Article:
Bloom Season: late spring through mid summer

USDA Growing Zone: 6 to 11

Growing Conditions: full to partial shade

Soil Type: moist, cool, and well-draining

Size: varies between types

6. Bee Balm

Like its name suggests, perennial bee balm (scientific name monarda) is beloved by pollinators. A member of the mint family, some know it better by the common name "bergamot." Available in shades of pink, red, lavender, and white, bee balm's blooms have a slightly scraggly, pom-pom appearance. Both its leaves and flowers have a wide range of uses in tea, medicinal rubs, potpourri, and even natural mosquito repellent, says Garden Design. Whether you want to incorporate bee balm in with your other herbs, use it in a cutting garden, or add it to containers, it should thrive in any of those locations — but it does grow quickly, so plan accordingly for its expansion.

Bloom Season: late spring to fall

USDA Growing Zone: 3 to 9

Growing Conditions: partial shade to sun

Soil Type: can tolerate most soil, but prefers well-draining and slightly acidic

Size: 10 inches to 4 feet

7. Lobelia

Delicate, small blue flowers aren't very common in the floral world, so if this is what you're after, let's give you the lowdown on lobelia (scientific name lobelia). They're most commonly grown as annuals and used in containers or hanging baskets. However, according to Garden Design, there are over 400 varieties of lobelia, so you can find perennial versions, ones that mound instead of trail, and other colors like purple, red, and pink. Once they're established, you don't have to do much in terms of care. Even deadheading isn't necessary because the plants self clean. As summer progresses, most types of lobelia prefer the cool protection of shade and their blooms may suffer if you leave them in direct sun.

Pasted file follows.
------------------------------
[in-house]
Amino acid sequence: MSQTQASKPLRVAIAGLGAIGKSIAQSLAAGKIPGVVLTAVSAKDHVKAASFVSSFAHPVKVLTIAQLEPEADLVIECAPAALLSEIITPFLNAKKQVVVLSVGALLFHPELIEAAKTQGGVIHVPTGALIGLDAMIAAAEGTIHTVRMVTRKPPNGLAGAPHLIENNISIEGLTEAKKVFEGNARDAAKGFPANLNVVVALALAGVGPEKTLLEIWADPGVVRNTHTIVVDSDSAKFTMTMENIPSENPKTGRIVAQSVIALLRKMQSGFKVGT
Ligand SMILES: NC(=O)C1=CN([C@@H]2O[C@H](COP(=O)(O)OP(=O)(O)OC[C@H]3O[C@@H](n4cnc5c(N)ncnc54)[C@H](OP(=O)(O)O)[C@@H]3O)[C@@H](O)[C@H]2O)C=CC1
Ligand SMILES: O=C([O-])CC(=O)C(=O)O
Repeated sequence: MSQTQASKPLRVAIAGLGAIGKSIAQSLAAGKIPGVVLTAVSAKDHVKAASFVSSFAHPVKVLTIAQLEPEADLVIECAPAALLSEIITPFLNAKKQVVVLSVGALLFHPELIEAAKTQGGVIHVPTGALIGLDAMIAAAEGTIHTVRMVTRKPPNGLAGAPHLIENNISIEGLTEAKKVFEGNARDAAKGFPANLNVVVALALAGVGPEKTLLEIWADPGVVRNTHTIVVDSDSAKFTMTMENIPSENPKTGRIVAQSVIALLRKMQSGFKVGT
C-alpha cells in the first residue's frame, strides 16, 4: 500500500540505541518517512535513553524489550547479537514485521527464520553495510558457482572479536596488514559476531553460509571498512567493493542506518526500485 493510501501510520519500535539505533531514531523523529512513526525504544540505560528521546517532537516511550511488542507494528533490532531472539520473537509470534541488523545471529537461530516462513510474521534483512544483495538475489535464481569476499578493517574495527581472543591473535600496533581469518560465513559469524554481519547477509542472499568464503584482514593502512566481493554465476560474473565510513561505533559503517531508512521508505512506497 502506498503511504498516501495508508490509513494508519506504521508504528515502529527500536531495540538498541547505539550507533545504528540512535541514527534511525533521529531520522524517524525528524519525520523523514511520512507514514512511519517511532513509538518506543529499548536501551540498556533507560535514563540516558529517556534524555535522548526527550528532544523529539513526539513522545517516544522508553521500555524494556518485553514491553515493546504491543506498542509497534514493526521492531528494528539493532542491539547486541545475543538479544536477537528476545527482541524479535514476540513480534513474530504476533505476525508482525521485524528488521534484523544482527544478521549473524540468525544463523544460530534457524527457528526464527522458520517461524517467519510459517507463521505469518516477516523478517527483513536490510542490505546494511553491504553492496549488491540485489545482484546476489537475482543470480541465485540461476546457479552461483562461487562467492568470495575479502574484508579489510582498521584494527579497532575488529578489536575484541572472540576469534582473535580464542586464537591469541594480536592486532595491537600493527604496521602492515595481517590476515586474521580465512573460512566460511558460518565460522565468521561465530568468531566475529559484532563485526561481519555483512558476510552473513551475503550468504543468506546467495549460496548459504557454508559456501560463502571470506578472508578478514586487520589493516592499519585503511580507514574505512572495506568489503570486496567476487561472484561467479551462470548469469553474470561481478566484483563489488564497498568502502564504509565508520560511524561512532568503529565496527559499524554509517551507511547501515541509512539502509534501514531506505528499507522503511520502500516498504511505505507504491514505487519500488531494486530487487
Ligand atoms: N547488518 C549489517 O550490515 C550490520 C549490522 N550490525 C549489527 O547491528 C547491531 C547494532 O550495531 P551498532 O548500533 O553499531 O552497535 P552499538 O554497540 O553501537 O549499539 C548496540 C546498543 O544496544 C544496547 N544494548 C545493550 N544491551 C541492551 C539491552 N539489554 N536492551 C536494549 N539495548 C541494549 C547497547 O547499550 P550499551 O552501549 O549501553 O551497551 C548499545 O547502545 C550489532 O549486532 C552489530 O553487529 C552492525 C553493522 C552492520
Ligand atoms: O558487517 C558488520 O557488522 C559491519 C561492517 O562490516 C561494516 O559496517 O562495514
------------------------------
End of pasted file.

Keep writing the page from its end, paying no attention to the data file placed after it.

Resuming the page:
Bloom Season: spring to fall

USDA Growing Zone: annual in all zones but perennials will vary

Growing Conditions: partial shade to full sun

Soil Type: moist and slightly acidic

Size: 12 inches to 4 feet, depending on variety

8. Foxglove

With flowers shaped like little bells, foxglove's (scientific name digitalis) unique appearance — and impressive height of almost 6 feet — makes it a wonderful statement piece for any garden. Most varieties are perennials (though they don't have a long lifespan) or biennials. They come in shades of pink, yellow, purple, white, and even bicolored and speckled. Depending on where you live, some varieties can tolerate more sunlight but most do well in partial to full shade. You'll want to make sure to add stakes for support if you choose a variety that grows especially tall, suggests Gardening Know How. A word of warning: foxglove is highly toxic to children and pets, so keep it far from their reach.

Bloom Season: late spring to early summer

USDA Growing Zone: 4 to 10

Growing Conditions: full shade to partial sun

Soil Type: moist, well-draining, and enriched with nutrients

Size: 2 to 6 feet, depending on variety

9. Browallia

Sometimes commonly referred to as a bush violet, browallia (scientific name browallia) blooms are a gorgeous shade of bluish purple. They're drought resistant and will flower all summer long. Most grow it as an annual, but according to Better Homes & Gardens, you can actually overwinter browallia inside with great success and then put it back outside the following summer. Browallia loves the shade, and its beautiful color absolutely pops against other green foliage. You can use it in containers or as an edging plant in your flower beds.

Bloom Season: late spring to fall

USDA Growing Zone: 9 to 11

Growing Conditions: full shade to partial sun

Soil Type: moist with occasional fertilizing

Size: 1 to 3 feet

10. Calendula

With cheerful yellow or orange blooms and a long history of medicinal uses, there's a lot to love about calendula (scientific name calendula officinalis). It's commonly known as pot marigold, but it is not the same plant as the traditional marigold. Grown as an annual, calendula performs best in cooler temperatures with partial shade. In fact, American Meadows says that it might stop blooming during the hottest days of summer, but begin again as the weather transitions to fall (as long as you provide consistent deadheading and watering). While it looks great in containers or in the ground, you may want to consider adding some to your vegetable garden because calendula helps draw aphids away from your veggies (via Gardening Know How).

Bloom Season: spring through fall

USDA Growing Zone: 2 to 11

Growing Conditions: partial shade to partial sun